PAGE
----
Conference Editor

Jianshun Zhang; Edward Bogucz; Cliff Davidson; Elizabeth Krietmeyer

Keywords:

Thermal resistance – In-situ measurement – Renovation – Building components – Characterization techniques

Location

Syracuse, NY

Event Website

http://ibpc2018.org/

Start Date

24-9-2018 10:30 AM

End Date

24-9-2018 12:00 PM

Description

Buildings are responsible for a large share of the worldwide energy use. For new buildings very strict objectives for the energy performance of buildings are set. The main energy use however occurs in existing buildings emphasizing the need for renovation of the older building stock. In order to detect deviations from the theoretical performance, in-situ measurements of the envelope performance after renovation can give insight in the workmanship and issues with different renovation techniques. Therefore, the focus of this paper is to determine the thermal resistance of building components from in-situ measurements, before and after renovation. Different methods were applied to examine the thermal resistance of the building components: the average method, linear regression, Anderlinds’ method, ARX modelling (Auto-Regressive models with eXogenous inputs) and Grey Box Modelling. All of these methods seem to lead to similar results with only a small variation in confidence intervals, except for linear regression, which couldn’t capture dynamic heat flows due to solar radiation. For the assessed exterior walls, different phenomena influencing the thermal resistance were noted. The measured thermal resistance answers the estimated theoretical value of the building components quite well before renovation, but after renovation the difference is variating due to cavity air flows.

Comments

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DOI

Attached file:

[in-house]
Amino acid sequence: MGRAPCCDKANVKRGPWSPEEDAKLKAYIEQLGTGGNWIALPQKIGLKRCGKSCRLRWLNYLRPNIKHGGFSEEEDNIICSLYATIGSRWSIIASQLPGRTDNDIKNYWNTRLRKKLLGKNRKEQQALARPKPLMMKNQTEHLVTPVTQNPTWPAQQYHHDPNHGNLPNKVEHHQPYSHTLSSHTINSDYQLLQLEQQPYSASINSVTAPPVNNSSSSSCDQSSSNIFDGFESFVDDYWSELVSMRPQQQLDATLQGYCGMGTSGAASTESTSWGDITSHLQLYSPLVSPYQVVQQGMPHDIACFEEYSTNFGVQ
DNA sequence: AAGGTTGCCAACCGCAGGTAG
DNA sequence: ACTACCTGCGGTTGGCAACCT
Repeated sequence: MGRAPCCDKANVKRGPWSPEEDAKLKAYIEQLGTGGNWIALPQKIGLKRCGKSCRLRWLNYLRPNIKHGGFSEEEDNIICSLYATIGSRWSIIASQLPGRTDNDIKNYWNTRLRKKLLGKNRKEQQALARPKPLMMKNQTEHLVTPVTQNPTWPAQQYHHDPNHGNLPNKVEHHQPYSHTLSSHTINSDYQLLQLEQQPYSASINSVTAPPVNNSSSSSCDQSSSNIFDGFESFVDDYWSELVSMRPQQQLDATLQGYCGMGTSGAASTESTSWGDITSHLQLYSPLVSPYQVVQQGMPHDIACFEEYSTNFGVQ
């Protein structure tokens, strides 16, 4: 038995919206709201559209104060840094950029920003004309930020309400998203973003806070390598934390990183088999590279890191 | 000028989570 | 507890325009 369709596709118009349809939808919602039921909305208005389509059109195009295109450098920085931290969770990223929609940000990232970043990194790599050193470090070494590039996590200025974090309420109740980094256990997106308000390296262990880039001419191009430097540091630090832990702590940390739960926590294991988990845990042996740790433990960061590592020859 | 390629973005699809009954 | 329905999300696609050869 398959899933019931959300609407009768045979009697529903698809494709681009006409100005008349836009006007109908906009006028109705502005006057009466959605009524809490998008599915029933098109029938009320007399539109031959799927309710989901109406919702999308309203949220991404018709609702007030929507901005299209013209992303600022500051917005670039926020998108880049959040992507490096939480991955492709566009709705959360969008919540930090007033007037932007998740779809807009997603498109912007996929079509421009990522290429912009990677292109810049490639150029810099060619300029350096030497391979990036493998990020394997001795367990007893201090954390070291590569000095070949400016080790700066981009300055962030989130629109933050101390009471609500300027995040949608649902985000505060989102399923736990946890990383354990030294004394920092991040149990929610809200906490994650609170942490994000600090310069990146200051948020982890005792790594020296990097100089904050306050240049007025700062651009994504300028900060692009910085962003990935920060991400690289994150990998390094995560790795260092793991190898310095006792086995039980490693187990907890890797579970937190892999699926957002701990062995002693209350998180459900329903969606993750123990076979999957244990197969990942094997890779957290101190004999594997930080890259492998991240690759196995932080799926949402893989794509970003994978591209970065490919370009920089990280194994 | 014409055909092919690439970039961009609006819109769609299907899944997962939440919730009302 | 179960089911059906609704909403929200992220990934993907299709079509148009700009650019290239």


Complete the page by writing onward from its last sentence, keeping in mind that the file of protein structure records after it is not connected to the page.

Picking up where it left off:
https://doi.org/10.14305/ibpc.2018.im-1.05

Creative Commons License

Creative Commons Attribution-Noncommercial 4.0 License
This work is licensed under a Creative Commons Attribution-Noncommercial-Share Alike 4.0 License.

COinS
 
Sep 24th, 10:30 AM Sep 24th, 12:00 PM

The thermal resistance of retrofitted building components based on in-situ measurements

Syracuse, NY

Buildings are responsible for a large share of the worldwide energy use. For new buildings very strict objectives for the energy performance of buildings are set. The main energy use however occurs in existing buildings emphasizing the need for renovation of the older building stock. In order to detect deviations from the theoretical performance, in-situ measurements of the envelope performance after renovation can give insight in the workmanship and issues with different renovation techniques. Therefore, the focus of this paper is to determine the thermal resistance of building components from in-situ measurements, before and after renovation. Different methods were applied to examine the thermal resistance of the building components: the average method, linear regression, Anderlinds’ method, ARX modelling (Auto-Regressive models with eXogenous inputs) and Grey Box Modelling. All of these methods seem to lead to similar results with only a small variation in confidence intervals, except for linear regression, which couldn’t capture dynamic heat flows due to solar radiation. For the assessed exterior walls, different phenomena influencing the thermal resistance were noted. The measured thermal resistance answers the estimated theoretical value of the building components quite well before renovation, but after renovation the difference is variating due to cavity air flows.

https://surface.syr.edu/ibpc/2018/IM1/5

 

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